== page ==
Here is my blog entry about Mr. John Allen’s blog entry about his blog entry on bloggers.
Some time ago my friend John Allen, the nearly ubiquitous fair-minded reporter for the otherwise appalling National Catholic Reporter, that fallen paper’s solitary boast, made a facetious comment about bloggers in one of his own entries. This apparently created some additional work for him.
He has just written:
To recap, my "All Things Catholic" column two weeks ago was about the next generation of Catholic leaders, meaning priests, sisters, theologians, lay activists and so on. I wrote that I’d recently had some insight on the subject while out on the lecture circuit, and, as an aside, I opined that there’s no substitute for a live audience to gauge what real people are thinking. The blogosphere, I added, often seems populated by what Homer Simpson once described as “alcoholics, the unemployed, angry loners …”
I had thought the reference to Homer Simpson might be enough to flag that line as a joke, but a couple bloggers (so far, I’ve had e-mails from two) obviously didn’t find it funny, demanding that I apologize for the slight to their craft.
For the record, I didn’t really have in mind “bloggers,” in the sense of people who create blogs, feed them with content, and moderate their on-line discussions. As regular readers of mine know, over the years I’ve often cited the work of bloggers such as Rocco Palmo, Amy Welborn, and Fr. John Zuhlsdorf, as well as collective endeavors such as the Commonweal blog. They’re all tremendous gifts to Catholic conversation, and if any of them felt slighted, I am sorry.
I remember when Mr. Allen wrote that and a few people urged me to go after him.
But it never entered my mind that it was aimed at the majority of Catholics who are involved in the blogosphere, much less at me or the others Mr. Allen mentioned.
Furthermore, I have a high opinion of Mr. Allen’s analysis and relentless work ethic. I have known him for years and he is a class act.
Mr. Allen went on to offer this with my emphases and comments:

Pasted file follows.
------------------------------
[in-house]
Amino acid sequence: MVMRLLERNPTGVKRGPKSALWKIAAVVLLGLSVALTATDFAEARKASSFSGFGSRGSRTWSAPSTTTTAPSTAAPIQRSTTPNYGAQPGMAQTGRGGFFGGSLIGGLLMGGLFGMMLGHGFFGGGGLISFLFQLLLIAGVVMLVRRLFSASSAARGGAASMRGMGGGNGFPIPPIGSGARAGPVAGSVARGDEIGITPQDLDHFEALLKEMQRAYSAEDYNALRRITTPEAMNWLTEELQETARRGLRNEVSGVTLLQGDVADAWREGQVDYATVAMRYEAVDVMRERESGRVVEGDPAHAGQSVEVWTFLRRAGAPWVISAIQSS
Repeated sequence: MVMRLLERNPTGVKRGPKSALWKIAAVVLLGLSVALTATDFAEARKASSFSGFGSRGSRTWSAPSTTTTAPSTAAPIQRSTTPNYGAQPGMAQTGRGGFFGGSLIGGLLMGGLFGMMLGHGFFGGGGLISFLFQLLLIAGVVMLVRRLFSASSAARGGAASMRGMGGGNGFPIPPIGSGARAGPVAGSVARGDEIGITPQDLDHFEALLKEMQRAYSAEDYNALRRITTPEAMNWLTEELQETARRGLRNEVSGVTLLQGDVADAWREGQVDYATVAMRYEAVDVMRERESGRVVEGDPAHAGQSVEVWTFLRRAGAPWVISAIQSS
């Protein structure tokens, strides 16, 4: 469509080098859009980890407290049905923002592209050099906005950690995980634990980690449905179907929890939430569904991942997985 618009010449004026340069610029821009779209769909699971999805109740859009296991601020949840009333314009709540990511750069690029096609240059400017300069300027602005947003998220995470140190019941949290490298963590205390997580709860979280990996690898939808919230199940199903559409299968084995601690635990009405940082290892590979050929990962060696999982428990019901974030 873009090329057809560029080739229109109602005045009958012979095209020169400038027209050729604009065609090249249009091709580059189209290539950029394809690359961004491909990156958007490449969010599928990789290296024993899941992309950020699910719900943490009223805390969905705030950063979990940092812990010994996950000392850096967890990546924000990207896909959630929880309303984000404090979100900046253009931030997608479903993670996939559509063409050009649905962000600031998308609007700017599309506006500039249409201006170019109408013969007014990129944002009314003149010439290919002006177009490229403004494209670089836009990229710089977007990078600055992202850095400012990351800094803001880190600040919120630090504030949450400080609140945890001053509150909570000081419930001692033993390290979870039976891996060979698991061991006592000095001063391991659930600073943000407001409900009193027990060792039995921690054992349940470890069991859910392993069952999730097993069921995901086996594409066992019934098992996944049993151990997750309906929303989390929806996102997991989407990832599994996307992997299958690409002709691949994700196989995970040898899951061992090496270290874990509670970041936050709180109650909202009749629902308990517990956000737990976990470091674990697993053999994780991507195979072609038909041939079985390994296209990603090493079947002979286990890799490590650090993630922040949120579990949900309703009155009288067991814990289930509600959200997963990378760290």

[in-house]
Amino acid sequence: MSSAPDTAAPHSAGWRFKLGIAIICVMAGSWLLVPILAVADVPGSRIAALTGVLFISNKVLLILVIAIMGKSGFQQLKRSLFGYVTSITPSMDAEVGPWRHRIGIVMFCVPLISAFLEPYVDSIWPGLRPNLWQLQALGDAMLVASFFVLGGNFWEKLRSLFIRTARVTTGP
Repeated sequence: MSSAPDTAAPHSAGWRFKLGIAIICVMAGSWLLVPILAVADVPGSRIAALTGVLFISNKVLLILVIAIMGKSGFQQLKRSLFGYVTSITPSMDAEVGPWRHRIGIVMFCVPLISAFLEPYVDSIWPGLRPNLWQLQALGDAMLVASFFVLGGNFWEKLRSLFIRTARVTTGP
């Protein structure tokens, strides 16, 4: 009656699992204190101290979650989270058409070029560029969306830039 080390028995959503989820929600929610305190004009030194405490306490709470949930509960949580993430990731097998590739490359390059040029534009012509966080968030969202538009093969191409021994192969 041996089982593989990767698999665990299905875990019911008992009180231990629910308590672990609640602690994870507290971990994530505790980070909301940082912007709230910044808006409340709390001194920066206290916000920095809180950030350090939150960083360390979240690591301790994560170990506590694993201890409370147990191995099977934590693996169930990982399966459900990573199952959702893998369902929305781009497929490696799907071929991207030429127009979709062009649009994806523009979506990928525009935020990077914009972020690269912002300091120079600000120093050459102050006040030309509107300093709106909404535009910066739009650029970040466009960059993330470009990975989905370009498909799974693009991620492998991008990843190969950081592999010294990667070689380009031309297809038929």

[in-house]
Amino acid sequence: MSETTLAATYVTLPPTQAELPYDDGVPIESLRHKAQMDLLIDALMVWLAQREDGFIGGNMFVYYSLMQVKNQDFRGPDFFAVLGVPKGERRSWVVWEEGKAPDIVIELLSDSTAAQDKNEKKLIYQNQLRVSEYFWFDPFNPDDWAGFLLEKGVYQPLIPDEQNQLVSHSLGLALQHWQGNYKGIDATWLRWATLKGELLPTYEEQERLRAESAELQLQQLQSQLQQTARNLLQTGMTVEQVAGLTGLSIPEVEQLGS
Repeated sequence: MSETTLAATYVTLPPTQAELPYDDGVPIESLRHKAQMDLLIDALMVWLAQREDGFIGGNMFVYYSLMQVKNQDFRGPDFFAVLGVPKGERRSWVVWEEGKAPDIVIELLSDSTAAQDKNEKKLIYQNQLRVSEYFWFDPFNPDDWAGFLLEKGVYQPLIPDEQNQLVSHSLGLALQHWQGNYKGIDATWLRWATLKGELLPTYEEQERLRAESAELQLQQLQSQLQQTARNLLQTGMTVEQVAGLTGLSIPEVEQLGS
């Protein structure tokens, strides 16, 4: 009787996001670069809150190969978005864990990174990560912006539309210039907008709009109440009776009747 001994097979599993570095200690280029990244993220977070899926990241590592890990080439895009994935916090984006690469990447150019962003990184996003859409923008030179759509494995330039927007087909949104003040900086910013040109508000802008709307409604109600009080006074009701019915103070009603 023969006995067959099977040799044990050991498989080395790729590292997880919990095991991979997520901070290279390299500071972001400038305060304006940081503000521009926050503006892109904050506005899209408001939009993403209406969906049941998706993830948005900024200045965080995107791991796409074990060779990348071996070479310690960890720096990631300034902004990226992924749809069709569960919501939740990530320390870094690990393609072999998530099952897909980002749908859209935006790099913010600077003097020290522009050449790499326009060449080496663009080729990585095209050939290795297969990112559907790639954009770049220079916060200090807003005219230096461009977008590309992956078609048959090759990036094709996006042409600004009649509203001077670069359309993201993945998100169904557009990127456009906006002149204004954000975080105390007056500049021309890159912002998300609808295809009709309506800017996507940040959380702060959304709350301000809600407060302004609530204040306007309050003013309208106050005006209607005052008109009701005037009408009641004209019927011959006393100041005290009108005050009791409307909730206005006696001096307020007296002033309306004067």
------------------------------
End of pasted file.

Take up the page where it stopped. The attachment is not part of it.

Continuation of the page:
The Internet is both the leading symbol of the globalized world as well as one of its primary drivers. In 1995, according to the Web site “Internet World Stats,” there were 16 million Internet users in the world, representing .04 percent of the global population; as of June 2007, there were 1.13 billion users, or 17.2 percent of the world, remarkable growth in little more than a decade. According to the Worldwide Online Population Forecast, by 2011 roughly 1.8 billion people will be logging on, representing 22 percent of the global population – almost one-quarter of all people on earth.
All this can’t help but affect the church. The growth of the Internet, blogs in particular, is aggressively democratizing Catholic conversation – providing an outlet for alternative points of view, [much as talk radio and cable news have changed the main stream established media] and in some cases becoming the meeting place for what are virtually “cyber-parishes,” or at least small Christian communities in cyberspace. We are an ever more global family of faith, and the Internet allows that family to communicate in real time, so that a Catholic concern in remote northeast India can be picked up by bloggers in the Philippines, Argentina, and Dubuque, thereby giving tangible expression to the notion of solidarity.
All that sounds great, and it is. The shadow side, however, is that the polarization and tribalism we all know from other spheres of Catholic life are also being replicated on-line, this time shorn of the natural limits imposed by the conventions of face-to-face communication. In other words, cyberspace can become just another forum for Catholics to yell at each other, with the nastiness turbo-charged by distance and anonymity. [Good way to put it.]
The extent to which blogs and the other features of the new digital landscape help to carry the church into the future, rather than keeping the church stuck in its present pattern of division, thus depends upon how Catholics choose to use them – and right now, there are some worrying trends. That observation, I suppose, was the background to my (admittedly sloppy) citation of the Homer Simpson line cited above.
In other words: I come to praise blogs, not to bury them!
And Mr. Allen is an honorable man!
There is no way John Allen would pick a fight with bloggers. It just doesn’t make sense. To extend his reference to Shakespeare, bloggers are the "abstract and brief chronicles" of this time. You would rather have a bad epitaph than our ill report while you live.
He is a blogger.
And he is absolutely right in what he said. When we use a critical view of some of the things we see on the internet we see what he described. Can that be denied?
I have been at this interactive internet thing since the early ’90′s and know the potential for good and for harm all too well.
Because of my experience, and the trends I have seen and Mr. Allen talks about, I imposed a registration restriction for those who desire to comment on my entries and engage in discussion.
There are very creepy people out there, folks.
That is one of the reasons why I suggested years ago that people pray before connecting to the internet.
We can take this whole thing as an opportunity to examine our consciences and online habits.
To Mr. Allen I send a cyber-tip of my biretta …